Prospective athletes often discover college sports are much different than they imagined.
By Abigail Pautz
Hubbub surrounds the sports world. Whether in little league, middle school, high school or college there is always some type of miscommunication. Athletes have been promised to play on a team here at Bethel and then have gotten cut or did not get the playing time they expected.
Division III sports programs are extremely different from division one programs because of scholarships and the terms and conditions for quitting or getting cut by the team. In a Division I program the athlete signs a document to formally say they will be a part of the team, but the coach does not have any obligation to play the athlete. In Division III sports the athlete does not sign any document and is not required to play for the team. This also means the coach is not required to play the athlete. Due to Bethel being a Division III school, athletes need to recognize that anyone can play on the team if they’re talented enough.
“College athletics is different than high school athletics,” said baseball coach Brian Raabe. “If you are here to play college baseball you’ve got to be pretty good.”
As a result of Bethel being a Division III athletic school, a lot of prospective student athletes planning on playing at a sport at the collegiate level usually schedule a meeting with a coach when they come to tour the school. During that meeting, coaches will meet with the player to get to know them on a personal level. After that meeting, the athlete may fill out a recruitment form. Coaches usually instruct prospective athletes to consider Bethel as a whole university, not just a place to play sports, as the sports seasons can be short and different from players’ expectations.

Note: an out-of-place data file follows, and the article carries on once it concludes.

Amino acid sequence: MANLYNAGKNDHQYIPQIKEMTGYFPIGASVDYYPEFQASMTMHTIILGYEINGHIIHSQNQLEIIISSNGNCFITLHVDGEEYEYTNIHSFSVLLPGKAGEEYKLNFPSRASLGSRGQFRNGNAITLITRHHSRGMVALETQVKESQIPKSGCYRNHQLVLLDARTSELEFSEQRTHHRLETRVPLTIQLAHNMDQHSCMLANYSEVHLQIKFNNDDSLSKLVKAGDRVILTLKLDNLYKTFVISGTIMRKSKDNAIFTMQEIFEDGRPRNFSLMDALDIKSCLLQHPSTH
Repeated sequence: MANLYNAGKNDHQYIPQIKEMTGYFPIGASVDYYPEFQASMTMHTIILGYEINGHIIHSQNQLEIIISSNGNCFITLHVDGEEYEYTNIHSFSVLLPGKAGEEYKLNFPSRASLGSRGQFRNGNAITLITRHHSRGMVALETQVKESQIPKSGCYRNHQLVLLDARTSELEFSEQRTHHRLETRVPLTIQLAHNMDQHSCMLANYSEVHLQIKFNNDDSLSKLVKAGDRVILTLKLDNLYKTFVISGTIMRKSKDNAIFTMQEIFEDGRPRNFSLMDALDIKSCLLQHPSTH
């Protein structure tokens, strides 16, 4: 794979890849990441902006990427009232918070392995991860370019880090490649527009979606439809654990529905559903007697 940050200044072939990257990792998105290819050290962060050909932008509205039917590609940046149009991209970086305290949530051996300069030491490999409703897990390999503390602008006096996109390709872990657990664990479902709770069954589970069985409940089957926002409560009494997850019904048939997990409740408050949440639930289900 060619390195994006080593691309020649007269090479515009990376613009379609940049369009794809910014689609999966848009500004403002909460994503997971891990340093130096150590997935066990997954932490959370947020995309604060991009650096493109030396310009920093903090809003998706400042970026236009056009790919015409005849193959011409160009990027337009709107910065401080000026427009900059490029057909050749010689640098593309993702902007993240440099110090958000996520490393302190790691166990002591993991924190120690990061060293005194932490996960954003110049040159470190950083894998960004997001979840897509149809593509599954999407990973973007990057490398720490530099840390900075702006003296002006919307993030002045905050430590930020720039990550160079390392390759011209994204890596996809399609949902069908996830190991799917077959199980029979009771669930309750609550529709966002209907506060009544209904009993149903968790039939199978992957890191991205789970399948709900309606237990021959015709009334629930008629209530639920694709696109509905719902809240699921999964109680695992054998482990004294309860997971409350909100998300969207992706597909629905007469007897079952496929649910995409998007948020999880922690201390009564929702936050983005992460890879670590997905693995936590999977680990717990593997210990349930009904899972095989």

During the entirety of the meeting players can get confused between a coach wanting them to play on a team and a coach wanting them to choose Bethel because they think it is where the student should be for growth in faith and education. Prospective students and or athletes will try out for the team with the chance of getting cut, not getting to play as much as they are used to and not having the same role or position they had on a previous team.
“If the Lord took football away from you would you still be here?” -Steve Johnson, football coach.
Because of this football coach Steve Johnson asks prospective athletes “If the Lord took football away from you would you still want to be here?”
Some sports can absorb more athletes, but in sports like basketball or volleyball where there are only a small number of athletes playing on the court at a time the team is naturally smaller. There are some junior varsity teams, club teams or even intramurals teams at Bethel as other options for athletes that are unhappy with their playing time or role on the team, sports like track and field, football and cross country have more wiggle room when it comes to the number of athletes rostered to the team, since they are not as limited by the number of players competing at one time.
Volleyball coach Gretchen Hunt said that “we don’t cut when they get here, we cut on the front end of the process.” This gives the athlete ample time to consider their other options here at Bethel or take their talents elsewhere.
Although Bethel is a Division III school it is still an extremely competitive playing field. Athletes playing for Bethel need to do the absolute best they can, and that includes recognizing that it could mean not playing as much or playing a different position than what they are used to.
0 comments on “Miscommunications in sports recruitment”